Oh, the joys of home ownership! We started our mostly do-it-yourself project with gutting the kitchen the day after Thanksgiving. I was hoping it would be done by Monday, President’s Day, but it isn’t going to happen because the microwave that was supposed to be delivered Saturday got pushed back to Monday because of a snafu between the store and the delivery person and the window installer who was supposed to install the new windows on Monday had a family emergency so I don’t have a date for when that will be finished. We’re still waiting on four trim pieces for the cabinets that never came in last month with the rest of the order and hubby can’t finish the backsplash and the floor tile until the window is in and the trim is done. And that’s just the beginning of the project!
We’re removing the rest of the tile in the house on Tuesday, installing new sliders, painting and then adding new flooring over the upcoming months. Most of our belongings are in boxes in the guest room and the furniture is piled up in the living room. The chaos is making our cats neurotic and I can certainly empathize with them. When it becomes overwhelming, I try to focus on how lucky we our compared to renovations back in the day.
Sometimes in genealogy we get so wrapped up in finding an elusive record that we don’t stop to think about the life experiences of those we are seeking. Here’s an interesting thought – ever since the first home was constructed, generations of our ancestors have gone through renovating their dwellings. Perhaps it was rebuilding after a fire or flood. Maybe it was enlarging to accommodate a growing family. Possibly it was updating to a newer and better style. No matter the reason, I found mention of home improvements in the diary of Mary Ann Eyster Johnson that I could identify with. Here’s some of my favorites and why:
On 11 June 1884, Mary Ann noted that it was “Clear & pleasant. The Brethren met at Meeting House to enlarge the kitchen and build furnace.” The Meeting House was located across the street from the Johnson’s home. Hmm, we upgraded the air conditioner and heater just prior to renovating our kitchen. I can’t imagine having to build a furnace, though.
We called in a plumber to connect up the new sink after the counter top was installed. I have city water so I didn’t need to hire “…Pump borers came this evening, too (sic) of them.” The borers finished their work two and half days later. Some of my neighbors have wells for lawn irrigation purposes. A typical install now is a half day.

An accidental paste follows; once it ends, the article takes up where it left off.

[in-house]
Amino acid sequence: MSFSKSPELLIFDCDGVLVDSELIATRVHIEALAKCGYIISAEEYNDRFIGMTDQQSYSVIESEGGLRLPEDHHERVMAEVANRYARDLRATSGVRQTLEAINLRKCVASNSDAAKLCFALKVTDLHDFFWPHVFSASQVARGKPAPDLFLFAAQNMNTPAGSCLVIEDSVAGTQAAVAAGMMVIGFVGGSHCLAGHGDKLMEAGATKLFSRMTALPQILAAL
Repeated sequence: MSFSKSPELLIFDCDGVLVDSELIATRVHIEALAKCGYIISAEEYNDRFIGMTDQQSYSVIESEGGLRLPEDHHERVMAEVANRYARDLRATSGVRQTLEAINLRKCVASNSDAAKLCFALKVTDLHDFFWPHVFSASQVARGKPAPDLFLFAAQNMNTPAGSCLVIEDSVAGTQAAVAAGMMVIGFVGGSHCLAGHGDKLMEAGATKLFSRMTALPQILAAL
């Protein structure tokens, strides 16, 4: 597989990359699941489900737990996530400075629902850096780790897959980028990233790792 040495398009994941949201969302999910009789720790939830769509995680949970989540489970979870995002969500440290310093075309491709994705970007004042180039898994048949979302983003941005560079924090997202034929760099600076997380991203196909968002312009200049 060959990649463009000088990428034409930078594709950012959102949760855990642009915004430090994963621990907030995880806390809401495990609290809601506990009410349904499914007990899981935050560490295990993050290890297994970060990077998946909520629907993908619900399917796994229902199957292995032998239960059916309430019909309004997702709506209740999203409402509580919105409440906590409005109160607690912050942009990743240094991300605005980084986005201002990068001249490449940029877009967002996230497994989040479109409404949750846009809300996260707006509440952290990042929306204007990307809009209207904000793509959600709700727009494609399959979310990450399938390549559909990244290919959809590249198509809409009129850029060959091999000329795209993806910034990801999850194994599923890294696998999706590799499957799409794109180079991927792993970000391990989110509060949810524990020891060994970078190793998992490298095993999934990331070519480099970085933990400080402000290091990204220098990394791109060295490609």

Mary Ann’s home did not have indoor plumbing. On 19 January 1904, she noted that the “Pump frose (sic) up.” Thank goodness, I only went a couple of hours without water in the kitchen when our new sinks were installed. Going outside to pump water must have been miserable. Discovering the pump was frozen, even more so. Makes me appreciate my plumber!
I was without a stove for the last week. Mary Ann wrote on 10 June 1882 “Put stove on porch.” Every summer the stove was moved outside as it was too hot to cook in the kitchen. In September, it was moved back into the house. I am so thankful we don’t have to do that!
Besides the stove, each summer Mary Ann, “Took up the room carpet.” Since we’re going to be putting in wood flooring we’ll be adding area rugs but I don’t plan on taking those up in the summer. There’s no mention of tile flooring so Mary Ann never had the joy of thinset removal.
On 18 May 1882, Mary Ann “White washd (sic) kitchen.” Hubby repainted our kitchen white last weekend. Great color choice, Mary Ann!
Although Mary Ann would not have had a dishwasher or microwave, she did experience appliance delivery. On 7 January 1904, “Andrew brought out our new washing machine. Cost $2.80 cents, freight and all.” That equates to about $72.23 in 2016 dollars.1 If only I could buy a new appliance for that price! Wonder if she tipped delivery man Andrew?
Courtesy of Sharon Kinney, here’s a photo of Mary Ann’s home:
Since I’m now an “expert,” those sure look like standard windows to me.
1 Inflation Calculator, 1904-2016; digital database, in2013dollars.com (http://www.in2013dollars.com: accessed 18 February 2017).